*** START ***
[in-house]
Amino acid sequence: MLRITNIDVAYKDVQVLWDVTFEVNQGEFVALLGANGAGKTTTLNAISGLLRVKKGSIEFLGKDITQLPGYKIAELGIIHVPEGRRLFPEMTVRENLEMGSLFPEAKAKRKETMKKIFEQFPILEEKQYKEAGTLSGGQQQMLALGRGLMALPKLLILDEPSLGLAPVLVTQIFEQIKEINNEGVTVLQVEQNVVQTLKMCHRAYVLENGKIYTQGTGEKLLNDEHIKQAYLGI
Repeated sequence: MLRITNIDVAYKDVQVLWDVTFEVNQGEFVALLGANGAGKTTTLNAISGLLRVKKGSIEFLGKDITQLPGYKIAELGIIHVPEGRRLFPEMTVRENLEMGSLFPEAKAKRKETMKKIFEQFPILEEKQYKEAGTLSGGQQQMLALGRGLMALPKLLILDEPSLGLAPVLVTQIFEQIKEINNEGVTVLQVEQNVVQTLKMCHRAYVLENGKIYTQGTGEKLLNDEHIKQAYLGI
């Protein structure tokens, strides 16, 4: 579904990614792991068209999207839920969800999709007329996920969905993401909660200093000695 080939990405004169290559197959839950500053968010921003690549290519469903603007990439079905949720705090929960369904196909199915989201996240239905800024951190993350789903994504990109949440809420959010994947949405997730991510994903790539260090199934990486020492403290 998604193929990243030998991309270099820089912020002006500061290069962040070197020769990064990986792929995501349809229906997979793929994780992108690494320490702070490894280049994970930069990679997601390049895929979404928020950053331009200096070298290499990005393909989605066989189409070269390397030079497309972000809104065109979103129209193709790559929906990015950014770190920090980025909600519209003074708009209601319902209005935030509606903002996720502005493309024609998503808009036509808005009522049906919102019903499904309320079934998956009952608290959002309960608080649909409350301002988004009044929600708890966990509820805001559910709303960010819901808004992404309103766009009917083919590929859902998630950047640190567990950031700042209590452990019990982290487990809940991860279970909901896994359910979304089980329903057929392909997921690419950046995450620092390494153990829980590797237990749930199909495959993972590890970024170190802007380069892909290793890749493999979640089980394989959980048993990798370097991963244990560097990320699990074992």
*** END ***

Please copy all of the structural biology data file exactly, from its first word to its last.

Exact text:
[in-house]
Amino acid sequence: MLRITNIDVAYKDVQVLWDVTFEVNQGEFVALLGANGAGKTTTLNAISGLLRVKKGSIEFLGKDITQLPGYKIAELGIIHVPEGRRLFPEMTVRENLEMGSLFPEAKAKRKETMKKIFEQFPILEEKQYKEAGTLSGGQQQMLALGRGLMALPKLLILDEPSLGLAPVLVTQIFEQIKEINNEGVTVLQVEQNVVQTLKMCHRAYVLENGKIYTQGTGEKLLNDEHIKQAYLGI
Repeated sequence: MLRITNIDVAYKDVQVLWDVTFEVNQGEFVALLGANGAGKTTTLNAISGLLRVKKGSIEFLGKDITQLPGYKIAELGIIHVPEGRRLFPEMTVRENLEMGSLFPEAKAKRKETMKKIFEQFPILEEKQYKEAGTLSGGQQQMLALGRGLMALPKLLILDEPSLGLAPVLVTQIFEQIKEINNEGVTVLQVEQNVVQTLKMCHRAYVLENGKIYTQGTGEKLLNDEHIKQAYLGI
């Protein structure tokens, strides 16, 4: 579904990614792991068209999207839920969800999709007329996920969905993401909660200093000695 080939990405004169290559197959839950500053968010921003690549290519469903603007990439079905949720705090929960369904196909199915989201996240239905800024951190993350789903994504990109949440809420959010994947949405997730991510994903790539260090199934990486020492403290 998604193929990243030998991309270099820089912020002006500061290069962040070197020769990064990986792929995501349809229906997979793929994780992108690494320490702070490894280049994970930069990679997601390049895929979404928020950053331009200096070298290499990005393909989605066989189409070269390397030079497309972000809104065109979103129209193709790559929906990015950014770190920090980025909600519209003074708009209601319902209005935030509606903002996720502005493309024609998503808009036509808005009522049906919102019903499904309320079934998956009952608290959002309960608080649909409350301002988004009044929600708890966990509820805001559910709303960010819901808004992404309103766009009917083919590929859902998630950047640190567990950031700042209590452990019990982290487990809940991860279970909901896994359910979304089980329903057929392909997921690419950046995450620092390494153990829980590797237990749930199909495959993972590890970024170190802007380069892909290793890749493999979640089980394989959980048993990798370097991963244990560097990320699990074992």